Music News

Death by Dub's New Album Is an Immersive Experience

Dan Africano
Giorgos Krikos
Dan Africano
It’s hard to be in a bad mood when Abundance, a collection of ten thumpy dub tracks by Denver’s Death by Dub, graces the turntable. The songs draw the listener into a galaxy of reverbs, echoes and other audio effects that complement and enhance the music, inviting replays and making listening an immersive experience.

Abundance, which contains tracks from the Resurrection EP, unreleased songs from the Resurrection recording session and previously released, uncollected singles, is available now on Color Red Records. You can also hear the music live at membership-based Knew Conscious on Friday, August 5.

“It’s essentially a compilation of the stuff we recorded up to that point,” says bassist Dan Africano, promising more tracks in the future. “There’s stuff that I’ve got mixed that is slated for later release that we’ve done since all that stuff came together.”

Africano, who also plays in Elephant Wrecking Ball and other bands, founded Death by Dub a few years ago with members from another group, the Denver Reggae Social Club, a band that performed mostly cover songs. Death by Dub plays a mostly instrumental, bass- and drum-heavy vein of dub reggae that’s as good for dancing as it is for passive head-nodding. Songs can vary from an enchanting, mellow sound to a more energetic vibe, as in the album opener, “Truth & Justice.”
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Death by Dub
Courtesy Dan Africano
“There are a lot of Steppers tunes, [which have] the four-on-the-floor kick drum that has a nice driving energy,” Africano says. “There are tunes like ‘Milk Dub’ that are really, really slow and require patience to listen to."

He adds that releasing a full-length album as opposed to singles will have a greater impact on listeners: “It’s this full statement of music that will hopefully reach a brand-new audience that doesn’t know about all the music we released up until now through the single format. At least, that’s the hope.”

Africano moved to Breckenridge a few years back to ride out the pandemic, but has since returned to Denver, where he has found a reinvigorated music scene and plenty of work. The pandemic made for a rough couple of years for professional musicians, and that reality was no different for Death by Dub, who had trouble getting together during the height of COVID.

“It was quite limited over the COVID time,” he reflects. “Once things started opening back up, every single musician I know, myself included, has just been over-the-top busy.”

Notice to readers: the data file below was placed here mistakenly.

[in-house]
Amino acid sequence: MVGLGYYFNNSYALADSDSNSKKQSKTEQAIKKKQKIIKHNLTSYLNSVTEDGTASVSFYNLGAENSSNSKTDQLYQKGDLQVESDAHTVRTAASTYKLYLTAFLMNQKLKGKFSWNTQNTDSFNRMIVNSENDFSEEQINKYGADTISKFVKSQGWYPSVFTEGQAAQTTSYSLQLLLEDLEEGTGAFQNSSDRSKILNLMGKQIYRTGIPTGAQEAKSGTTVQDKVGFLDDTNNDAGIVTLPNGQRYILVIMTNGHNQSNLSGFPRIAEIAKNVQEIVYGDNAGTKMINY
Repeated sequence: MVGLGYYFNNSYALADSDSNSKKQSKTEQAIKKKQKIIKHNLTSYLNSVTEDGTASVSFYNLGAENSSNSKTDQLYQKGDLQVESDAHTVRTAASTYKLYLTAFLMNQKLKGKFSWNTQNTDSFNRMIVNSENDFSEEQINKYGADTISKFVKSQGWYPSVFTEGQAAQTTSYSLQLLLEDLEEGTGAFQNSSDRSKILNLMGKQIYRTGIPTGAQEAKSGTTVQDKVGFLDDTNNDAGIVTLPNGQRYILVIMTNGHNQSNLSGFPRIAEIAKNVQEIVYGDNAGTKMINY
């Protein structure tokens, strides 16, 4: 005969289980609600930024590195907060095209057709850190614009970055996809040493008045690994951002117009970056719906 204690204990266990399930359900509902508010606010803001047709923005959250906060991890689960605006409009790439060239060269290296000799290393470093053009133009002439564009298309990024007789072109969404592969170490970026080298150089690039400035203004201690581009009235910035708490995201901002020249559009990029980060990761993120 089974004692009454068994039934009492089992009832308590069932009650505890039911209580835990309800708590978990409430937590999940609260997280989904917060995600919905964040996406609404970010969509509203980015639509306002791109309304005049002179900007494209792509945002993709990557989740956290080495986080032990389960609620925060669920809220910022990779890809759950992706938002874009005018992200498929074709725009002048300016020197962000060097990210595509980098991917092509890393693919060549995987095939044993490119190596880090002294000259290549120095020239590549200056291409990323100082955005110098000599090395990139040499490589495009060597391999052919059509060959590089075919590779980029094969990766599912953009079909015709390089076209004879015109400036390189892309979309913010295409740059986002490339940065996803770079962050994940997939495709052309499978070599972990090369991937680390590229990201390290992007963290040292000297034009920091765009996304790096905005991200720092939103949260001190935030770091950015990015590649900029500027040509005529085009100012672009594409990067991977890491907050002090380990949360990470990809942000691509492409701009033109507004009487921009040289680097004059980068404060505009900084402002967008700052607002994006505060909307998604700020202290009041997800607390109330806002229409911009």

Africano, who has been delighted by the amount of live music and opportunities that have returned to the city, spent much of the summer as the touring bassist for Washington, D.C., electronic duo Thievery Corporation as it played gigs across the United States, a large chunk of Europe and finally in Cairo, Egypt. (He also saw Death by Dub's Resurrection EP available on British Airways' flight entertainment system.)

“It’s very welcome, because we were all essentially out of work for a while,” he says. “Everybody is reveling in all the work that has just flooded the gates.”

As far as the band's sound goes, Africano notes that an intriguing aspect of dub is the addition of audio effects to organic instruments. Some of the most recognizable aspects of the genre is its use of spacey echoes and heavy reverberation.

“Reggae has always been this nourishing feeling for me that really brings me back to my youth,” he says. “It’s always the music that feels the most home for me.”

He says he traces that feeling to high school, when he loved punk rock and other energetic strains of music. His older brother introduced him to reggae, specifically Lee “Scratch” Perry — a pioneer in dub music during the 1970s — and he was immediately hooked.

“The sounds and the crazy sort of sonic expressions I heard were like nothing I’d ever heard before,” he recalls. “It really struck a chord with me. ... You can’t be pissed off listening to that kind of music.”

Dub reggae puts Africano's heart at ease, nestling him into a comfort zone that he always seems to return to, regardless of what he might be doing professionally.

“Any gig I might be hired to do, like a funk fusion thing or a jazz gig or even a top 40 wedding band thing,” he says. “No matter what, when I get back to the reggae wheelhouse, I’m completely home.”

Death by Dub, 11 p.m. Friday, August 5, Knew Conscious Collective, 2350 Lawrence Street. Tickets are $30; a membership to the collective is required to buy a ticket. Abundance is available at